[Skip to Content]

08 July 2013

Churches asked to pray for Zimbabwe

Churches asked to pray for Zimbabwe

by Seb Turner

Tensions are rising as Zimbabwe nears its election – due to take place on 31 July.

The elections in 2008 led to the economy collapsing, critical food shortages and violence, and as the current elections get closer, it seems that the same may happen again. There has been conflict between the two leading parties about when the election should take place and political change might shake the country.

Churches have been asked to pray for Zimbabwe, that peace and stability will be found in the country, and that there would not be any violence.

The coalition government has brought some hope to Zimbabwe and the economy has somewhat recovered, but there is a widening gap between the rich and poor, and the country is unstable. Churches have been asked by Viva to pray for this, and to pray that Zimbabwe will reach a point where people are safe and not living in poverty.

Viva, a member of the Evangelical Alliance, is concerned for the safety of children in Zimbabwe and how the elections may shake their futures.

The co-ordinator of Viva network Zimbabwe (VNZ) has expressed how VNZ

requires global support.

Jonathan Chikumubu said: "We are not ashamed to say that we need our brothers and sisters, many hundreds of miles away from Harare, to work together with us to make this nation a place of hope where children can fulfil their God-given potential."

VNZ is working in four deprived areas in Harare, and is focusing on its three clear aims: to help children catch up on their education; to keep vulnerable children safe in a violent country; and to help families.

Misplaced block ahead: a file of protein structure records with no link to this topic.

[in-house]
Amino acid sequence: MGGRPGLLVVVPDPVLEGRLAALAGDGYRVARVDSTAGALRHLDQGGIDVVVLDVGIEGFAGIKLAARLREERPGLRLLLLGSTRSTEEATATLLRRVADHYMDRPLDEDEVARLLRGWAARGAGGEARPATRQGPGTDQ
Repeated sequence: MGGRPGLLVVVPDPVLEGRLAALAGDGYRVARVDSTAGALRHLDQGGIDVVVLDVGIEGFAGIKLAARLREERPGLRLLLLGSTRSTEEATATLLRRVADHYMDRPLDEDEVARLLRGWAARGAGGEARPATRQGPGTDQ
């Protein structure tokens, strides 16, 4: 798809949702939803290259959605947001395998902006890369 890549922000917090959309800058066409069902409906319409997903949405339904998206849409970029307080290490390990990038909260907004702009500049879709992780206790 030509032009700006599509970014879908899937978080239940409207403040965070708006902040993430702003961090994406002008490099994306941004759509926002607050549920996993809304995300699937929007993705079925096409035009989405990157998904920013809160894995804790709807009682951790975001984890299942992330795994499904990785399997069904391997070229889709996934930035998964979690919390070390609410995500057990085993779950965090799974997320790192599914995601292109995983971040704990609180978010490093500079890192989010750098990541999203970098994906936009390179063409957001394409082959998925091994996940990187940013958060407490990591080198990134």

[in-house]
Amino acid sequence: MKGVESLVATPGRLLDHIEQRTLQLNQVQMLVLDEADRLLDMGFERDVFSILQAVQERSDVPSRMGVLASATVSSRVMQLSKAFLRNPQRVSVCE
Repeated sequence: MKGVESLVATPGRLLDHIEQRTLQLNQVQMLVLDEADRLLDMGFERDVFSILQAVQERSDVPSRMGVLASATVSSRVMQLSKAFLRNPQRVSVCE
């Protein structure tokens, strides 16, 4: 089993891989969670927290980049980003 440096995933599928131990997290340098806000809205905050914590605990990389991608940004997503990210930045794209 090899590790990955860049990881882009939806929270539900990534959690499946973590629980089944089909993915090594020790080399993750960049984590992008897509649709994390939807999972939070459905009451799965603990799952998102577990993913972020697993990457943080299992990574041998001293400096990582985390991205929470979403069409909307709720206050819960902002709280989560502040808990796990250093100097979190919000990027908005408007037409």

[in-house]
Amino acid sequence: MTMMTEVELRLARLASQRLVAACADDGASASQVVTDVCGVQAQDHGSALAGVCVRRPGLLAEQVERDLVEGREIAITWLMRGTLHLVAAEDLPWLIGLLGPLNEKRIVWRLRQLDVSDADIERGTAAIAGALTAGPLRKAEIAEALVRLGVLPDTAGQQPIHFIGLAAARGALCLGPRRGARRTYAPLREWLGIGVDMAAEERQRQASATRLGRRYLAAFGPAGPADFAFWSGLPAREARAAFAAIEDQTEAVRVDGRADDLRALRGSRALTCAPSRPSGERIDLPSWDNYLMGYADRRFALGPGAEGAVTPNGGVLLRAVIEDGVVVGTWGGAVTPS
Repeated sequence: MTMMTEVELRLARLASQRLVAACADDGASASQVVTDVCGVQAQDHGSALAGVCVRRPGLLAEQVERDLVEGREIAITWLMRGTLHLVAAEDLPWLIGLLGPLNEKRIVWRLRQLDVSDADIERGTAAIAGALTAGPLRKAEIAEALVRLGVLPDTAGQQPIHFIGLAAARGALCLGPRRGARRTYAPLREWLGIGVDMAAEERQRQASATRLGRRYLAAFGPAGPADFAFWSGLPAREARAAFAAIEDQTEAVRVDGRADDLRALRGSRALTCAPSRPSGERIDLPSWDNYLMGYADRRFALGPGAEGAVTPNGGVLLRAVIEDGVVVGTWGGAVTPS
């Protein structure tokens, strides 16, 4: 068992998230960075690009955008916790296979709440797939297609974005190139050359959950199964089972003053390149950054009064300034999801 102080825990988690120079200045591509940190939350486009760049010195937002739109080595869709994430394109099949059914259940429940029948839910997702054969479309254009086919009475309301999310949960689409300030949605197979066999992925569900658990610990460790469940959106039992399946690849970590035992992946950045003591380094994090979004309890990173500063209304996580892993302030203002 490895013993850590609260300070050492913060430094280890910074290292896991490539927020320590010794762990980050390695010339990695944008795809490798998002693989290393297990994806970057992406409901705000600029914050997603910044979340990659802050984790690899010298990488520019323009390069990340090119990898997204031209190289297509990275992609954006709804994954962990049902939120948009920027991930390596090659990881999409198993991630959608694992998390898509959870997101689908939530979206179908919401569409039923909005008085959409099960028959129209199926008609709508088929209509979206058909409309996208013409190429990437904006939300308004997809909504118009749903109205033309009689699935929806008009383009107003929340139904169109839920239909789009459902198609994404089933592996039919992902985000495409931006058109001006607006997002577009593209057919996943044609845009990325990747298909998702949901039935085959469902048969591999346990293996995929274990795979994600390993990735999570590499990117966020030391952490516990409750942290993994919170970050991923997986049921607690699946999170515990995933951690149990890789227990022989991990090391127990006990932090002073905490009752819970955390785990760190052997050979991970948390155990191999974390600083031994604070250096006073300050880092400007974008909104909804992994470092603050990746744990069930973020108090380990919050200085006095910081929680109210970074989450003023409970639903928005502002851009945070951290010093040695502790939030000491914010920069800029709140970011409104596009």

VNZ is achieving the first aim by setting up learning support centres, where children can catch up on lost schooling time. Farai is one example of how the VNZ can change lives. When both his parents died, he lost all hope, and because he didn't have a mother or a father, he couldn't go to school.

However, with the aid of a VNZ teacher at the Viva-supported Mbare Learning Support Centre in Harare, after only 18 months he was ready to re-enter mainstream school.

VNZ is trying to reach their second aim by offering training on child protection and the third by trying to help families and communities holistically support children.

The network plans to bring long-term change through the collective action of 31 organisations and 35 churches, which are already reach 4,000 children.

Viva's patron, Rev Stephen Gaukroger, has written to supporting churches. He said: "We are calling on UK churches to make Zimbabwe a focus for prayer at this crucial time. It's a call to pray against violence and fear, and a call to pray for peace and stability. We are also calling on churches to give towards Viva's projects in Zimbabwe so children there can grow up knowing they have a future and a hope."